Ohio Gov. Mike DeWine said late Monday the state’s health department will order all polling places not to open for Tuesday’s primary elections to protect voters and poll workers from the coronavirus outbreak.
“During this time when we face an unprecedented public health crisis, to conduct an election tomorrow would force poll workers and voters to place themselves at an unacceptable health risk of contracting coronavirus,” DeWine said in a statement.
DeWine’s announcement came after a judge denied a last-minute attempt to postpone the election until later this year. It also raised questions about whether voters will be able to participate in the still-scheduled primary with polling places shuttered, though DeWine, a Republican, said the secretary of state would petition the courts “to extend voting options.”
“While the polls will be closed tomorrow, Secretary of State Frank LaRose will seek a remedy through the courts to extend voting options so that every voter who wants to vote will be granted that opportunity,” he said.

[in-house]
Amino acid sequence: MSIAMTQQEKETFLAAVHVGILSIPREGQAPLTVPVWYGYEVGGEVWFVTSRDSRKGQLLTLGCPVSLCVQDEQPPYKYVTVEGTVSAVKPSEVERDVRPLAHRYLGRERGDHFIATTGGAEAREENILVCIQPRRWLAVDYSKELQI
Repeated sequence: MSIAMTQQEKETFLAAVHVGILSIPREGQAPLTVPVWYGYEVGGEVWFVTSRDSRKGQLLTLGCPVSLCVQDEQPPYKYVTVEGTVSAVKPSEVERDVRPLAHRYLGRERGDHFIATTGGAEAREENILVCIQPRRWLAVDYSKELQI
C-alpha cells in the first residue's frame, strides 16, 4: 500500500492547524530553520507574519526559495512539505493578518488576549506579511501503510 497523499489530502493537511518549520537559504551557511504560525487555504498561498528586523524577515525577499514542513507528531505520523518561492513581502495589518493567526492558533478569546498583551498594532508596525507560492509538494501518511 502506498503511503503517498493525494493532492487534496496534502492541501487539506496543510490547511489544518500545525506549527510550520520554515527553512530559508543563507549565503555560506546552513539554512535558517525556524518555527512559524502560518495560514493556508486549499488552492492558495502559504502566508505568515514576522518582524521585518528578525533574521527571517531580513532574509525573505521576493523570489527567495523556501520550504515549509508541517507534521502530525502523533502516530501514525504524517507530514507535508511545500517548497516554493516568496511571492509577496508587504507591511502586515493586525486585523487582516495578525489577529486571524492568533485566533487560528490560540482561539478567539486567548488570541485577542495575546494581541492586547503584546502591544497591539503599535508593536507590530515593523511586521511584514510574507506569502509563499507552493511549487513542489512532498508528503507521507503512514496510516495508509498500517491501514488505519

DeWine’s unprecedented order — closing physical polling places because an attempt to postpone the election failed — perplexed even seasoned experts in election law.
“What I find most confusing is whether the governor is purporting to call off the election or not,” said Rick Hasen, an election law professor at the University of California-Irvine. “Saying one is closing polling places is not the same as postponing the election.”
Earlier Monday, a judge in Columbus denied a late push by DeWine, LaRose and voters to delay Tuesday’s primary amid the coronavirus pandemic.
Seems like the governor should get the legislature on an emergency basis to reschedule the primary election. It should never have gotten to this point with this confusion.